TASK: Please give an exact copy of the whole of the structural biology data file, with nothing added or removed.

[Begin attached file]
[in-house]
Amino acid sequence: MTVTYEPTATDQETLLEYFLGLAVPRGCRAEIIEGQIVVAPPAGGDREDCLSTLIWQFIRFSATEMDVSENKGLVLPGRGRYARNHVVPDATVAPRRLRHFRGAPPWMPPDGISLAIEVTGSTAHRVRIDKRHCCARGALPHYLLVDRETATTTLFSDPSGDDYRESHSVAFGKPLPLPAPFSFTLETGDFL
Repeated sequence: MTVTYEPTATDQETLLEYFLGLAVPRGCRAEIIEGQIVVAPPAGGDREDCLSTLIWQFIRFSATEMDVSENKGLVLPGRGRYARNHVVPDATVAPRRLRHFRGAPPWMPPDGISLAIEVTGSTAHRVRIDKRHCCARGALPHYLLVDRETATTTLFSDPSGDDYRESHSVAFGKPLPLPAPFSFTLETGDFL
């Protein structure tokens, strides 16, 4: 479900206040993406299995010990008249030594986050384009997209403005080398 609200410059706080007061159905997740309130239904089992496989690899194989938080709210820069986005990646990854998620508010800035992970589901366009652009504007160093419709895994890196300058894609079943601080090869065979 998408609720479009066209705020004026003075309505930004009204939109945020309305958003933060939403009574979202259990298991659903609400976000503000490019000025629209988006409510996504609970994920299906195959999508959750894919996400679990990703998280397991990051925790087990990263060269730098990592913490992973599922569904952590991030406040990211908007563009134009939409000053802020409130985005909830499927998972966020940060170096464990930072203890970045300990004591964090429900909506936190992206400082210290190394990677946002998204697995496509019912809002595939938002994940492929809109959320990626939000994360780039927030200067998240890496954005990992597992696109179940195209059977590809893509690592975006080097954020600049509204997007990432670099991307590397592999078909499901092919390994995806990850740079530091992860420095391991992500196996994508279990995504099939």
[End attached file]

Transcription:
[in-house]
Amino acid sequence: MTVTYEPTATDQETLLEYFLGLAVPRGCRAEIIEGQIVVAPPAGGDREDCLSTLIWQFIRFSATEMDVSENKGLVLPGRGRYARNHVVPDATVAPRRLRHFRGAPPWMPPDGISLAIEVTGSTAHRVRIDKRHCCARGALPHYLLVDRETATTTLFSDPSGDDYRESHSVAFGKPLPLPAPFSFTLETGDFL
Repeated sequence: MTVTYEPTATDQETLLEYFLGLAVPRGCRAEIIEGQIVVAPPAGGDREDCLSTLIWQFIRFSATEMDVSENKGLVLPGRGRYARNHVVPDATVAPRRLRHFRGAPPWMPPDGISLAIEVTGSTAHRVRIDKRHCCARGALPHYLLVDRETATTTLFSDPSGDDYRESHSVAFGKPLPLPAPFSFTLETGDFL
């Protein structure tokens, strides 16, 4: 479900206040993406299995010990008249030594986050384009997209403005080398 609200410059706080007061159905997740309130239904089992496989690899194989938080709210820069986005990646990854998620508010800035992970589901366009652009504007160093419709895994890196300058894609079943601080090869065979 998408609720479009066209705020004026003075309505930004009204939109945020309305958003933060939403009574979202259990298991659903609400976000503000490019000025629209988006409510996504609970994920299906195959999508959750894919996400679990990703998280397991990051925790087990990263060269730098990592913490992973599922569904952590991030406040990211908007563009134009939409000053802020409130985005909830499927998972966020940060170096464990930072203890970045300990004591964090429900909506936190992206400082210290190394990677946002998204697995496509019912809002595939938002994940492929809109959320990626939000994360780039927030200067998240890496954005990992597992696109179940195209059977590809893509690592975006080097954020600049509204997007990432670099991307590397592999078909499901092919390994995806990850740079530091992860420095391991992500196996994508279990995504099939």